Edmund was the only child of Mieczyslaw Fryde's marriage to Sarah Rosenweig, and was the beneficiary of her enthusiasm for European literature, languages, art and travel. Embodying the interests and abilities of his parents, he would become a truly Renaissance man.
Having been educated initially at the Miklaj Rej Gymnasium in Warsaw, at the age of 16 he was sent to Bradfield College, which he compared unfavourably with his Alma Mater in Poland. Edmund never tired of telling the story of how his fees at Bradfield had been paid by his father's negotiating a deal for the Shell Oil Company. Shell had unwittingly broken Polish company law and Mieczyslaw Fryde got them off the hook by channelling their illicit profits into a pig farm. It may also have been useful to have had Edmund in England as cover for his father's secret diplomatic activities on behalf of the Polish government and perhaps others too. At one time, Edmund discovered that his father had acted as a courier for money destined for the Communist forces in the Spanish Civil War.
During the Second World War, Edmund Fryde studied history at Balliol College, Oxford. Again, he found his teachers wanting in many areas, and Oxford self-referential and often anti-Semitic. However, he went on to postgraduate study of medieval financial history under Goronwy Edwards. Fryde's extraordinary abilities as a researcher soon become apparent: his mastery of languages and his numeracy enabling him to unlock arcane secrets of medieval finance, his exceptional memory, his persistence in the intellectual quest and his sheer delight in uncovering new evidence. A series of studies on the finances of Edward III would begin a publishing career marked by his formidable range and erudition.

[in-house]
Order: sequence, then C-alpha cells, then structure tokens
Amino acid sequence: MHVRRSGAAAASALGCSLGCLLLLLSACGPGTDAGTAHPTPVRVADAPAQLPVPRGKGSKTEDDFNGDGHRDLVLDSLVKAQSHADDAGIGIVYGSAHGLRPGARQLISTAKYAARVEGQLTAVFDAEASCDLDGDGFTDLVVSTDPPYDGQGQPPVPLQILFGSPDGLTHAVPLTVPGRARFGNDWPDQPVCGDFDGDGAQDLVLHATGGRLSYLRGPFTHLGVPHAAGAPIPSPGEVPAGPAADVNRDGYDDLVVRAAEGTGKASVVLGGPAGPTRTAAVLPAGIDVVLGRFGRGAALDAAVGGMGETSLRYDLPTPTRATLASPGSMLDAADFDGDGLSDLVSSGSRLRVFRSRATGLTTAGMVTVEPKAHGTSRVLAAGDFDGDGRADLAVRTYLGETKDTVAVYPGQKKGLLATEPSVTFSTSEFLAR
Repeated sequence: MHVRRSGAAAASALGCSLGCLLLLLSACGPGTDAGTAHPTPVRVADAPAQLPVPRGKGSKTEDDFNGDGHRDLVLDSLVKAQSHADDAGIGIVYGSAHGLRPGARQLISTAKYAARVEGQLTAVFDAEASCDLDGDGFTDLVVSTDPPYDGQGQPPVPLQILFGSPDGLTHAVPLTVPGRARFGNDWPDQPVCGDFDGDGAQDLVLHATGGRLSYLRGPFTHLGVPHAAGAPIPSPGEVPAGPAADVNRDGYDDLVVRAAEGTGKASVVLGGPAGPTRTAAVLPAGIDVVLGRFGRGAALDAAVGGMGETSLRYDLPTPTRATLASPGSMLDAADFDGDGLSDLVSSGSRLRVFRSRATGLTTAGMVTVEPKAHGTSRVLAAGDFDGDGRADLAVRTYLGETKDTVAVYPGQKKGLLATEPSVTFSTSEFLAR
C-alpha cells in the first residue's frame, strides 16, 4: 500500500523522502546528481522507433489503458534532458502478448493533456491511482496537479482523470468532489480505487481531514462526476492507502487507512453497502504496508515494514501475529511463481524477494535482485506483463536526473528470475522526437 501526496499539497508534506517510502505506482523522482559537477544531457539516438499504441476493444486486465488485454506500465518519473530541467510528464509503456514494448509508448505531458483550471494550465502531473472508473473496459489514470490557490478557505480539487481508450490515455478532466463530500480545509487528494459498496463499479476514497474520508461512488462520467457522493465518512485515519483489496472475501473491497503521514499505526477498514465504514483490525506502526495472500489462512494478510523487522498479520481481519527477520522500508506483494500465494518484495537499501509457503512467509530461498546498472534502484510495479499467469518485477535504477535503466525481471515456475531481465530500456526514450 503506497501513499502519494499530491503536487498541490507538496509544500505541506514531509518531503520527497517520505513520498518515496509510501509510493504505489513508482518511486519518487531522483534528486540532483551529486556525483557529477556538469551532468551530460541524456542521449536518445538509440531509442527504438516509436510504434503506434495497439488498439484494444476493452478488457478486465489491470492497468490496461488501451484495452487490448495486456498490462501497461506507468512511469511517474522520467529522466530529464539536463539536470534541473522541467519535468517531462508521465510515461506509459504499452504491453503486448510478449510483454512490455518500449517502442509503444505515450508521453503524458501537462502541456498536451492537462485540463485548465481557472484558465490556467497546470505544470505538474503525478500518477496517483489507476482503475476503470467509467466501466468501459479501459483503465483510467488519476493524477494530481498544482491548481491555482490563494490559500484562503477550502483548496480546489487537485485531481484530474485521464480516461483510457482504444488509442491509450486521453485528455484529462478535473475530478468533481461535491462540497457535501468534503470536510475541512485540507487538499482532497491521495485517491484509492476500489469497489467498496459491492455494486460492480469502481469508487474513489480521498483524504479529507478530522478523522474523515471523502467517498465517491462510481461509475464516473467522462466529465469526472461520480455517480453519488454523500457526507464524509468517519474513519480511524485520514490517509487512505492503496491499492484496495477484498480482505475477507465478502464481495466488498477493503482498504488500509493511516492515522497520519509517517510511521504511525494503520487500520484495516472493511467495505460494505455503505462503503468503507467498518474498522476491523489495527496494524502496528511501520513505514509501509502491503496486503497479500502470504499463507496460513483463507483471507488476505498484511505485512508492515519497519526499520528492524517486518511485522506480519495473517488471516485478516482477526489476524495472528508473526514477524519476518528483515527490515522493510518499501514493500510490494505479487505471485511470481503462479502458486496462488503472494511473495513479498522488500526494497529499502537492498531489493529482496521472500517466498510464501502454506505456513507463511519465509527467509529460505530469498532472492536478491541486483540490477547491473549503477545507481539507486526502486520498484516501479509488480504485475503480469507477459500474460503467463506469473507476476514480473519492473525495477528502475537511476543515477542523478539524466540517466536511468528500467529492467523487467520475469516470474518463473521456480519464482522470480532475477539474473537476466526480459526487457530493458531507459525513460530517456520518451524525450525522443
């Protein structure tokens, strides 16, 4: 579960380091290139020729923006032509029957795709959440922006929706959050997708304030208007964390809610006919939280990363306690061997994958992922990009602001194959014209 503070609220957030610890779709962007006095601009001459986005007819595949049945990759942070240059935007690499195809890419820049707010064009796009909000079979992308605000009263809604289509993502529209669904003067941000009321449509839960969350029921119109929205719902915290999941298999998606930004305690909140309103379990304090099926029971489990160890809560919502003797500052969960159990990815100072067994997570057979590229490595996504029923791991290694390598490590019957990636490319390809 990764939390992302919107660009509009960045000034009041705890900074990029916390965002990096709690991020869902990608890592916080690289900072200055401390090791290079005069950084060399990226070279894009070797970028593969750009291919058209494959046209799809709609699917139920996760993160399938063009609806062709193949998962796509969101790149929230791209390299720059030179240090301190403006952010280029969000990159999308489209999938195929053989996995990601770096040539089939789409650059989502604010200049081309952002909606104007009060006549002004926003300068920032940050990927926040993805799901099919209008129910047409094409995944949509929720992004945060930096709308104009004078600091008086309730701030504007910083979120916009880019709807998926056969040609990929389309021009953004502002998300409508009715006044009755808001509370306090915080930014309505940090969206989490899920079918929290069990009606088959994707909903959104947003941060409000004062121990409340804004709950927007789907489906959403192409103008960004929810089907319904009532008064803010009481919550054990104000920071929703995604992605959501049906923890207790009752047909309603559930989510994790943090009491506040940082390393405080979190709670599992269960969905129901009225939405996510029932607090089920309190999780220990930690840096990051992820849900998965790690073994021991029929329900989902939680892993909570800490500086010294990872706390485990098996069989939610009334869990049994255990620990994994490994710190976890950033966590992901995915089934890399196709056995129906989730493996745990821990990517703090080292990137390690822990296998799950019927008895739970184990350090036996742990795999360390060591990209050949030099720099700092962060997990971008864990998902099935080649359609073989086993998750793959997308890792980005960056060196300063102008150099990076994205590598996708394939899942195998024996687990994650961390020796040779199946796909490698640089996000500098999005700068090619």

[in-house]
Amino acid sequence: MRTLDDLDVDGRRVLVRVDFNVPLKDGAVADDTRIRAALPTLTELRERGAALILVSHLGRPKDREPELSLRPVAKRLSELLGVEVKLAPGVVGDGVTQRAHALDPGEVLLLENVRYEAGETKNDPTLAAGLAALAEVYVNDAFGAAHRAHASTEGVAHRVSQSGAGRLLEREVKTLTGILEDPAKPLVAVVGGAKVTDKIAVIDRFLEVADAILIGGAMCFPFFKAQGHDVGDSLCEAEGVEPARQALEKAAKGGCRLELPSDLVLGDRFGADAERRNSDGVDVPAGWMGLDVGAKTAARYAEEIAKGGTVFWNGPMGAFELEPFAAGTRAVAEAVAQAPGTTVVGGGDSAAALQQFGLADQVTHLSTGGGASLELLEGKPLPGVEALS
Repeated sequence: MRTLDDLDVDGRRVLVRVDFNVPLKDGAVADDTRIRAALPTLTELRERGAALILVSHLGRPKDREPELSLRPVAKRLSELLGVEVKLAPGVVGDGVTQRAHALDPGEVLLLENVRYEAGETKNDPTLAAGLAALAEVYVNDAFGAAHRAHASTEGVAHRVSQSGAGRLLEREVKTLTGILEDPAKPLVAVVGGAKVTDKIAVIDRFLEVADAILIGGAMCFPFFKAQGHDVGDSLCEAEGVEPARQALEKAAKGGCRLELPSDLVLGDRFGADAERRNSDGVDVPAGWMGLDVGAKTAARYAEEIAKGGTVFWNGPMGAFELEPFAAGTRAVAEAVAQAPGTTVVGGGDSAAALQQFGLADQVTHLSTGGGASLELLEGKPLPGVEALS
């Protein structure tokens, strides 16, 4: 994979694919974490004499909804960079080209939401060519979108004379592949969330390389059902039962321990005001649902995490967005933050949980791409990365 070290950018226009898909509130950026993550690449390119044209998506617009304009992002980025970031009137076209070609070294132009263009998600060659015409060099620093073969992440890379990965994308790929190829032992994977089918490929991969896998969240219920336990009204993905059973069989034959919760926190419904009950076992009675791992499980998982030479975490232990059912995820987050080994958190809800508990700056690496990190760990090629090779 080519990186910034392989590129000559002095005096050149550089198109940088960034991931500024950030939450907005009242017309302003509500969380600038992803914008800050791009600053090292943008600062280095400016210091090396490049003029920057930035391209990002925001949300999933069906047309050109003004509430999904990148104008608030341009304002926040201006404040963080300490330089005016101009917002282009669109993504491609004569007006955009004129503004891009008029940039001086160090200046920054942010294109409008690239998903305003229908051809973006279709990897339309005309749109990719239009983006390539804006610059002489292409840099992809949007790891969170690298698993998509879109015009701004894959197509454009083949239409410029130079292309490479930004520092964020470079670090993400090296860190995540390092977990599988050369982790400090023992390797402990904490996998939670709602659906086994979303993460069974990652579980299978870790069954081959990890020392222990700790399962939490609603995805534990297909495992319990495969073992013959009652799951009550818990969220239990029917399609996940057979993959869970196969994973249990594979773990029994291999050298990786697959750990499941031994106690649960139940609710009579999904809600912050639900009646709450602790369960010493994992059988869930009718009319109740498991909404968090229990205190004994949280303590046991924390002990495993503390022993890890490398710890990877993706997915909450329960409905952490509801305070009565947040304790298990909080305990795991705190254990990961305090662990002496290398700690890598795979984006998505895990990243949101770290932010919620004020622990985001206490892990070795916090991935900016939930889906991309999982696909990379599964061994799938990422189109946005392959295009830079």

Fryde's later life was a sea of calm in comparison with his early years, but it was far from uniformly happy. He lost most of his relatives in the Holocaust, and his mother died tragically in 1942. In compensation, he sought strong attachments, which were sometimes misplaced. In 1966 he married a former student, Natalie Davies. It was not a success and the marriage ended in 1981.
He was incredibly generous towards his friends and students. But he could be exasperating as well as charming, especially to his colleagues. He made the rules as he went along and hated bureaucracy. In the era of the cutbacks of the 1980s, Fryde became something of a thorn in the flesh of the college authorities at Aberystwyth, being deeply critical of their handling of their financial assets, and their failure to make economies without sacrificing crucial disciplines - in the humanities, philosophy, classics and music.
The Polish Jew who had arrived in the Welsh outback in 1947 was amused, while attempting to save music, to be told by the Plaid Cymru politician Gwynfor Evans that he was "more Welsh than the Welsh".
Edmund Boleslaw Fryde, historian: born Warsaw, Poland 16 July 1923; Lecturer in History, University College of Wales, Aberystwyth 1947-73, Professor 1973-90 (Emeritus); FBA 1988; married 1966 Natalie Davies (marriage dissolved 1981); died Aberystywth, Cardiganshire 17 November 1999.Reuse content